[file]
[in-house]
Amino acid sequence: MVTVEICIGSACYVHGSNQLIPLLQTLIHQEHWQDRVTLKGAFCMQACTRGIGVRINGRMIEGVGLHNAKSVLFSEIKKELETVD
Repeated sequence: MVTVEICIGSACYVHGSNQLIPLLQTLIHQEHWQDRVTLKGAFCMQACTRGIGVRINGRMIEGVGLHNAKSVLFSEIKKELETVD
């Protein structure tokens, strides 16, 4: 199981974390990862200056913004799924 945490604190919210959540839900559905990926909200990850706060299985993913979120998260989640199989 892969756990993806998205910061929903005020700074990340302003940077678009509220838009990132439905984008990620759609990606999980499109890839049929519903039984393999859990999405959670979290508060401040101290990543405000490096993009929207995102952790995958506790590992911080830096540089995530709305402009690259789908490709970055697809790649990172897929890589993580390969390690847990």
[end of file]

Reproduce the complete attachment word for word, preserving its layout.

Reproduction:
[in-house]
Amino acid sequence: MVTVEICIGSACYVHGSNQLIPLLQTLIHQEHWQDRVTLKGAFCMQACTRGIGVRINGRMIEGVGLHNAKSVLFSEIKKELETVD
Repeated sequence: MVTVEICIGSACYVHGSNQLIPLLQTLIHQEHWQDRVTLKGAFCMQACTRGIGVRINGRMIEGVGLHNAKSVLFSEIKKELETVD
């Protein structure tokens, strides 16, 4: 199981974390990862200056913004799924 945490604190919210959540839900559905990926909200990850706060299985993913979120998260989640199989 892969756990993806998205910061929903005020700074990340302003940077678009509220838009990132439905984008990620759609990606999980499109890839049929519903039984393999859990999405959670979290508060401040101290990543405000490096993009929207995102952790995958506790590992911080830096540089995530709305402009690259789908490709970055697809790649990172897929890589993580390969390690847990």